Our days here on earth are not always 24 hours long. Earthquakes and cloud systems can subtly disrupt the planet's rotation, adding or subtracting fractions of a second. Current methods aren't sensitive enough to detect these wobbles, even when they stem from major tremors. A new device developed by experimental physicists at the University of California at Berkeley, though, may be able to track the fleeting daily discrepancies. Richard Packard and Samus Davis made a sort of gyroscope from supercold helium-3: the friction-free superfluid produces a whistling sound that gets louder or quieter depending on the orientation of the earth's axis of rotation.

"This research was an exciting breakthrough for us," Packard says. "The successful demonstration of this effect may enable scientists to measure extremely slight increases or decreases in the rotation of objects, including earth." The team first discovered the quantum whistle in 1997, when they pushed superfluid helium-3 through a single perforated membrane. This time, they placed thin perforated membranes at opposite sides of a doughnut-shaped container and again tried to push the fluid through using electrostatic pressure. Again they found the fluid did not flow in the direction in which they pushed, but rather followed an oscillating pattern and produced a high-pitched whine.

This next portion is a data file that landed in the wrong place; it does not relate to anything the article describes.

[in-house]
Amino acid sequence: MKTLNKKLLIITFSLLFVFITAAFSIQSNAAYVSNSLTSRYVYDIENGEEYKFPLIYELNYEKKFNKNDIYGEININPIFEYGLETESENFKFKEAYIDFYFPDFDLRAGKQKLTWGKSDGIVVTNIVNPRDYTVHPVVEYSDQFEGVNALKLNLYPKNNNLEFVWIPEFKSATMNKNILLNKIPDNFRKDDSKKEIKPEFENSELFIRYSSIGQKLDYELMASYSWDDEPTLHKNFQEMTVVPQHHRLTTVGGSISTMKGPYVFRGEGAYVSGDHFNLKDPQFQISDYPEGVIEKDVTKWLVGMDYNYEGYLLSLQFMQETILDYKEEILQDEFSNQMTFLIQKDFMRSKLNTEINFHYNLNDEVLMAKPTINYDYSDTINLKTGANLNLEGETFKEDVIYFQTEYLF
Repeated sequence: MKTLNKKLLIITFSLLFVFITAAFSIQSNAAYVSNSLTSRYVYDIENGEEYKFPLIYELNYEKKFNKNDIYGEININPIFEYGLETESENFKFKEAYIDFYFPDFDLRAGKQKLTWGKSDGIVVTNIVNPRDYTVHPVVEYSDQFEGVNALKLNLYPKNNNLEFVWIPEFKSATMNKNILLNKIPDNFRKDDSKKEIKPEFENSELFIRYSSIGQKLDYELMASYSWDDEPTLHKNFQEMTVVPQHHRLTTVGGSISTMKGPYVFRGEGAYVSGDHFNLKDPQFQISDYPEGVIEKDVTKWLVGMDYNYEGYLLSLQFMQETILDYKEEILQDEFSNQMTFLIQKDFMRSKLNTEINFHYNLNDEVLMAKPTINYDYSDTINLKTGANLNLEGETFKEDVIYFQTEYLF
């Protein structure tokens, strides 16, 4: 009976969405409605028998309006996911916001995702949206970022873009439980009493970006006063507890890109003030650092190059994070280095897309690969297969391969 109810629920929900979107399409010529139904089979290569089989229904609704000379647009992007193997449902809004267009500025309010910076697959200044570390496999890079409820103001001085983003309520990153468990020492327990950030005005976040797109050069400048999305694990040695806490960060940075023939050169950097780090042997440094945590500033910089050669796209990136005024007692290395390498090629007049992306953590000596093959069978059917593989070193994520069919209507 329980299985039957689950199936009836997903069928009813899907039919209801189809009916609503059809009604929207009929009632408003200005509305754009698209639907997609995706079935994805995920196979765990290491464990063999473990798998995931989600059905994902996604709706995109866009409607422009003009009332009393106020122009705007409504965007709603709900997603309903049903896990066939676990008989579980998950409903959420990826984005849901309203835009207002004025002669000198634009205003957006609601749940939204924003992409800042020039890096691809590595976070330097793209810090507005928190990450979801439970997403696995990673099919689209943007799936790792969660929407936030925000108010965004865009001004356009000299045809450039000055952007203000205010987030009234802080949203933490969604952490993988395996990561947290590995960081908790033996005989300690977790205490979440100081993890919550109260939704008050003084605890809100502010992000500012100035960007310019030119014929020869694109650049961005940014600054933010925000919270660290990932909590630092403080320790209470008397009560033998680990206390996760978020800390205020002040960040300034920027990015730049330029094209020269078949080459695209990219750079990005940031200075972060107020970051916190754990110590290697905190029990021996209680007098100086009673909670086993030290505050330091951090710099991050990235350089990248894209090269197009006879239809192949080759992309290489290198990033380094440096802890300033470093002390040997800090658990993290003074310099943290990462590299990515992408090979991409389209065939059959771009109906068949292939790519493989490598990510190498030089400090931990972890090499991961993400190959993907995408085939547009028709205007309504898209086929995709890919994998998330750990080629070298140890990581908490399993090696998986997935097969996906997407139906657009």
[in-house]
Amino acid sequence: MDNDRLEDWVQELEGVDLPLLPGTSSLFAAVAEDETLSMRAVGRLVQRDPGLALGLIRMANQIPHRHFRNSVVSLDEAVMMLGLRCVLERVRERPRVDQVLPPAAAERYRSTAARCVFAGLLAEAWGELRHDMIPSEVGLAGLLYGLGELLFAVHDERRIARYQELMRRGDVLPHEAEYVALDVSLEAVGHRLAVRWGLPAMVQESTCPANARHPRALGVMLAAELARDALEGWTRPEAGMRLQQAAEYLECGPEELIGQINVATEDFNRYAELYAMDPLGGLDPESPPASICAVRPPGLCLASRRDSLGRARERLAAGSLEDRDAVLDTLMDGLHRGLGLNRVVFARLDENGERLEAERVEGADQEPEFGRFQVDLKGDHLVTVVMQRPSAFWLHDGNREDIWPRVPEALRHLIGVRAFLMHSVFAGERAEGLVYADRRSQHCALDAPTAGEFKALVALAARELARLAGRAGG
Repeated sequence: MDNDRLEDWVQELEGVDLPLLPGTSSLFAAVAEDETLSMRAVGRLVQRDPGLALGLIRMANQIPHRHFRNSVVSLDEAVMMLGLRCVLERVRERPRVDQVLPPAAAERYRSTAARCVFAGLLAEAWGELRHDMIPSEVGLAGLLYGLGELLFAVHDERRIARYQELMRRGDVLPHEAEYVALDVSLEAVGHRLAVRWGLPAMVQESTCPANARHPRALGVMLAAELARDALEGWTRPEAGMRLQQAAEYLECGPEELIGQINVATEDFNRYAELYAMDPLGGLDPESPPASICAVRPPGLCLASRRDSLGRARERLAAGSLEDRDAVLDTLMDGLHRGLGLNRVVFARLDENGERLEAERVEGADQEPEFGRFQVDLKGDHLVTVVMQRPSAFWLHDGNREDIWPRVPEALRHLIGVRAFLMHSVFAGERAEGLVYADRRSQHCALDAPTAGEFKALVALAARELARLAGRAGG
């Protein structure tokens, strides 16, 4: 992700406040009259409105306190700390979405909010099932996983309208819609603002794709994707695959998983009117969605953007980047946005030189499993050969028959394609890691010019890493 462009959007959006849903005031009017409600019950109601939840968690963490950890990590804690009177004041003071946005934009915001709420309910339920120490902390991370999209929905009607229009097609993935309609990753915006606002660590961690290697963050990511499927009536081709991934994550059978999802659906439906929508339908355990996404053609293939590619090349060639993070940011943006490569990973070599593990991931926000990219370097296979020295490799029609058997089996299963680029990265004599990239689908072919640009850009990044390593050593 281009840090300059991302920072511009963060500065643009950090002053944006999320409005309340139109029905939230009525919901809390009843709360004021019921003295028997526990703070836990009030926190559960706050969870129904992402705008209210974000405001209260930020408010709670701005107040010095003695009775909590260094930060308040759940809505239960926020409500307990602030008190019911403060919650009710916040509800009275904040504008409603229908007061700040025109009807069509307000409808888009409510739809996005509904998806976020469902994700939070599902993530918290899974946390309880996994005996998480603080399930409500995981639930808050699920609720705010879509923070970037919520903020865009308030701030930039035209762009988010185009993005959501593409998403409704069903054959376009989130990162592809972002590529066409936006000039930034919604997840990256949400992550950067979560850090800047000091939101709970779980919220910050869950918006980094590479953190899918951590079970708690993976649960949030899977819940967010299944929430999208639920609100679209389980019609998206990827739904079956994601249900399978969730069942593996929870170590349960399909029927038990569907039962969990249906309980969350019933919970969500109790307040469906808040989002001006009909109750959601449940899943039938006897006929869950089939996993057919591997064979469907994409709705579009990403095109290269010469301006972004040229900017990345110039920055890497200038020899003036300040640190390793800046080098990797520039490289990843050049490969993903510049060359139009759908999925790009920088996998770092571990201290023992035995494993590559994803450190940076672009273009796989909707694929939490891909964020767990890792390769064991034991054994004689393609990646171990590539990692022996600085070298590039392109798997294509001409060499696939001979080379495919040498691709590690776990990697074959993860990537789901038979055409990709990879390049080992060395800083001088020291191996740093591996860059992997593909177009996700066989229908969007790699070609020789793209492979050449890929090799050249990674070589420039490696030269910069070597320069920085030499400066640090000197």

The oscillation and sound result directly from the interference of two superfluid quantum systems that are "linked" in the doughnut-shaped container. "In essence, we demonstrated that two weak links behave as one weak link whose properties are influenced by earth's rotation," Packard explains. "The successful demonstration of this effect has been a goal of low-temperature physicists for more than 35 years." They hope the superfluid helium whistle will eventually find a use in extremely precise gyroscopes for future spacecraft.